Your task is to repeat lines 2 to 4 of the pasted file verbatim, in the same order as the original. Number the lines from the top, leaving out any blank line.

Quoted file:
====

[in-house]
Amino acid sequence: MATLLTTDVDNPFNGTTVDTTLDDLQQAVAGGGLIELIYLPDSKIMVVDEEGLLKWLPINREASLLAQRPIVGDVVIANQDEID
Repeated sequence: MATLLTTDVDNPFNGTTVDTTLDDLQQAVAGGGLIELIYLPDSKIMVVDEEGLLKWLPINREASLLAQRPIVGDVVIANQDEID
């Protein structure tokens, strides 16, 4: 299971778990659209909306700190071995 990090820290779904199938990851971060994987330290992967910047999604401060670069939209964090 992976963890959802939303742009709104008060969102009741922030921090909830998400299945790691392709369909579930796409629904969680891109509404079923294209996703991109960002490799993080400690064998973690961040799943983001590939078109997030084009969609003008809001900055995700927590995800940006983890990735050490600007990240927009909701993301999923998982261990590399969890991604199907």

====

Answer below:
Amino acid sequence: MATLLTTDVDNPFNGTTVDTTLDDLQQAVAGGGLIELIYLPDSKIMVVDEEGLLKWLPINREASLLAQRPIVGDVVIANQDEID
Repeated sequence: MATLLTTDVDNPFNGTTVDTTLDDLQQAVAGGGLIELIYLPDSKIMVVDEEGLLKWLPINREASLLAQRPIVGDVVIANQDEID
């Protein structure tokens, strides 16, 4: 299971778990659209909306700190071995 990090820290779904199938990851971060994987330290992967910047999604401060670069939209964090 992976963890959802939303742009709104008060969102009741922030921090909830998400299945790691392709369909579930796409629904969680891109509404079923294209996703991109960002490799993080400690064998973690961040799943983001590939078109997030084009969609003008809001900055995700927590995800940006983890990735050490600007990240927009909701993301999923998982261990590399969890991604199907």